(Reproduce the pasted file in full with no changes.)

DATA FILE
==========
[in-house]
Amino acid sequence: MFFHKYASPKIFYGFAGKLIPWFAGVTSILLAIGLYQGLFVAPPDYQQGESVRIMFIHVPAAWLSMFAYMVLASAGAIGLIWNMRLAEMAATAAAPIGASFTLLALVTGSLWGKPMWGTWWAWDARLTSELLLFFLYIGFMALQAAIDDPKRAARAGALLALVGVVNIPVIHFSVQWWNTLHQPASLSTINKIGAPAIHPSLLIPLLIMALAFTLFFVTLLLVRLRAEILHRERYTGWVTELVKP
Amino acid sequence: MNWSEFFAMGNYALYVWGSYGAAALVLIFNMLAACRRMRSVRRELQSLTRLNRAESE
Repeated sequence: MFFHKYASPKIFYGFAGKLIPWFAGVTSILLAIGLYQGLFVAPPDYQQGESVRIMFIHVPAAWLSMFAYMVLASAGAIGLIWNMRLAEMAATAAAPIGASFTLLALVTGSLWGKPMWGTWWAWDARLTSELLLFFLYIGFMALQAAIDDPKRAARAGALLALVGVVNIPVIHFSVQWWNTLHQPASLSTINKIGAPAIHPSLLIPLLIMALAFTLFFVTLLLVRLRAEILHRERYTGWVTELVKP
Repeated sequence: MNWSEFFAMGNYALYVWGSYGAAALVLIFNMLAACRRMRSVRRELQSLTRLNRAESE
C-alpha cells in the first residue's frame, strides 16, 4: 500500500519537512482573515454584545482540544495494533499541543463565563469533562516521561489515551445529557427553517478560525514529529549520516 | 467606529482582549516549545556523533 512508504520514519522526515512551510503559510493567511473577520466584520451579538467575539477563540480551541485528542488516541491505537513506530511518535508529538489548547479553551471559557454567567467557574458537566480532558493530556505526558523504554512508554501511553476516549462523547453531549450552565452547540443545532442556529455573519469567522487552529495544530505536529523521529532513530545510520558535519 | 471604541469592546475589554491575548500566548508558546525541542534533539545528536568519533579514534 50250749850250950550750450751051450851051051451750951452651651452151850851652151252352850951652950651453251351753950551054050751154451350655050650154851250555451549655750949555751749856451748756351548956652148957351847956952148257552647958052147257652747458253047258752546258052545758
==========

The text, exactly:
[in-house]
Amino acid sequence: MFFHKYASPKIFYGFAGKLIPWFAGVTSILLAIGLYQGLFVAPPDYQQGESVRIMFIHVPAAWLSMFAYMVLASAGAIGLIWNMRLAEMAATAAAPIGASFTLLALVTGSLWGKPMWGTWWAWDARLTSELLLFFLYIGFMALQAAIDDPKRAARAGALLALVGVVNIPVIHFSVQWWNTLHQPASLSTINKIGAPAIHPSLLIPLLIMALAFTLFFVTLLLVRLRAEILHRERYTGWVTELVKP
Amino acid sequence: MNWSEFFAMGNYALYVWGSYGAAALVLIFNMLAACRRMRSVRRELQSLTRLNRAESE
Repeated sequence: MFFHKYASPKIFYGFAGKLIPWFAGVTSILLAIGLYQGLFVAPPDYQQGESVRIMFIHVPAAWLSMFAYMVLASAGAIGLIWNMRLAEMAATAAAPIGASFTLLALVTGSLWGKPMWGTWWAWDARLTSELLLFFLYIGFMALQAAIDDPKRAARAGALLALVGVVNIPVIHFSVQWWNTLHQPASLSTINKIGAPAIHPSLLIPLLIMALAFTLFFVTLLLVRLRAEILHRERYTGWVTELVKP
Repeated sequence: MNWSEFFAMGNYALYVWGSYGAAALVLIFNMLAACRRMRSVRRELQSLTRLNRAESE
C-alpha cells in the first residue's frame, strides 16, 4: 500500500519537512482573515454584545482540544495494533499541543463565563469533562516521561489515551445529557427553517478560525514529529549520516 | 467606529482582549516549545556523533 512508504520514519522526515512551510503559510493567511473577520466584520451579538467575539477563540480551541485528542488516541491505537513506530511518535508529538489548547479553551471559557454567567467557574458537566480532558493530556505526558523504554512508554501511553476516549462523547453531549450552565452547540443545532442556529455573519469567522487552529495544530505536529523521529532513530545510520558535519 | 471604541469592546475589554491575548500566548508558546525541542534533539545528536568519533579514534 50250749850250950550750450751051450851051051451750951452651651452151850851652151252352850951652950651453251351753950551054050751154451350655050650154851250555451549655750949555751749856451748756351548956652148957351847956952148257552647958052147257652747458253047258752546258052545758